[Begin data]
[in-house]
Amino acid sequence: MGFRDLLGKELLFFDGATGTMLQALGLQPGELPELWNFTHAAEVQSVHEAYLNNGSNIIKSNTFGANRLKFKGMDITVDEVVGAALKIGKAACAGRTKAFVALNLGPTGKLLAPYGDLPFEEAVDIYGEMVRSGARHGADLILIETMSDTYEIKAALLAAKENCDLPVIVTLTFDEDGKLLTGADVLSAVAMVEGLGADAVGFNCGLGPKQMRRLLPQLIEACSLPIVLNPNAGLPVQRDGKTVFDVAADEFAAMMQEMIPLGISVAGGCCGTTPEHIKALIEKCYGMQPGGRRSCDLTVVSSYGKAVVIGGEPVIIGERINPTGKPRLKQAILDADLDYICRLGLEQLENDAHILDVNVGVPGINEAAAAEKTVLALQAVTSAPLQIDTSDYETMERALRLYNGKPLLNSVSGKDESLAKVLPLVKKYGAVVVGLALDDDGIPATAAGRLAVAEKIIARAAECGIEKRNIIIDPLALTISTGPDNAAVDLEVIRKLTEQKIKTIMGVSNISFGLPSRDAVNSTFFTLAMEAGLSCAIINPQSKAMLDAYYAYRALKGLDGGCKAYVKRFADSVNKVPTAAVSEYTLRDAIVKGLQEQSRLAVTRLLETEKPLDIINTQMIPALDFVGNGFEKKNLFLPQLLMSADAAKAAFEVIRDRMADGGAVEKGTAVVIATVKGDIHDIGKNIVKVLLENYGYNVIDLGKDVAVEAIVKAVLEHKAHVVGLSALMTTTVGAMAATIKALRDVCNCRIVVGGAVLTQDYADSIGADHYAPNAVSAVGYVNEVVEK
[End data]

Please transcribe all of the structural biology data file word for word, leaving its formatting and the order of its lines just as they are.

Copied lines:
[in-house]
Amino acid sequence: MGFRDLLGKELLFFDGATGTMLQALGLQPGELPELWNFTHAAEVQSVHEAYLNNGSNIIKSNTFGANRLKFKGMDITVDEVVGAALKIGKAACAGRTKAFVALNLGPTGKLLAPYGDLPFEEAVDIYGEMVRSGARHGADLILIETMSDTYEIKAALLAAKENCDLPVIVTLTFDEDGKLLTGADVLSAVAMVEGLGADAVGFNCGLGPKQMRRLLPQLIEACSLPIVLNPNAGLPVQRDGKTVFDVAADEFAAMMQEMIPLGISVAGGCCGTTPEHIKALIEKCYGMQPGGRRSCDLTVVSSYGKAVVIGGEPVIIGERINPTGKPRLKQAILDADLDYICRLGLEQLENDAHILDVNVGVPGINEAAAAEKTVLALQAVTSAPLQIDTSDYETMERALRLYNGKPLLNSVSGKDESLAKVLPLVKKYGAVVVGLALDDDGIPATAAGRLAVAEKIIARAAECGIEKRNIIIDPLALTISTGPDNAAVDLEVIRKLTEQKIKTIMGVSNISFGLPSRDAVNSTFFTLAMEAGLSCAIINPQSKAMLDAYYAYRALKGLDGGCKAYVKRFADSVNKVPTAAVSEYTLRDAIVKGLQEQSRLAVTRLLETEKPLDIINTQMIPALDFVGNGFEKKNLFLPQLLMSADAAKAAFEVIRDRMADGGAVEKGTAVVIATVKGDIHDIGKNIVKVLLENYGYNVIDLGKDVAVEAIVKAVLEHKAHVVGLSALMTTTVGAMAATIKALRDVCNCRIVVGGAVLTQDYADSIGADHYAPNAVSAVGYVNEVVEK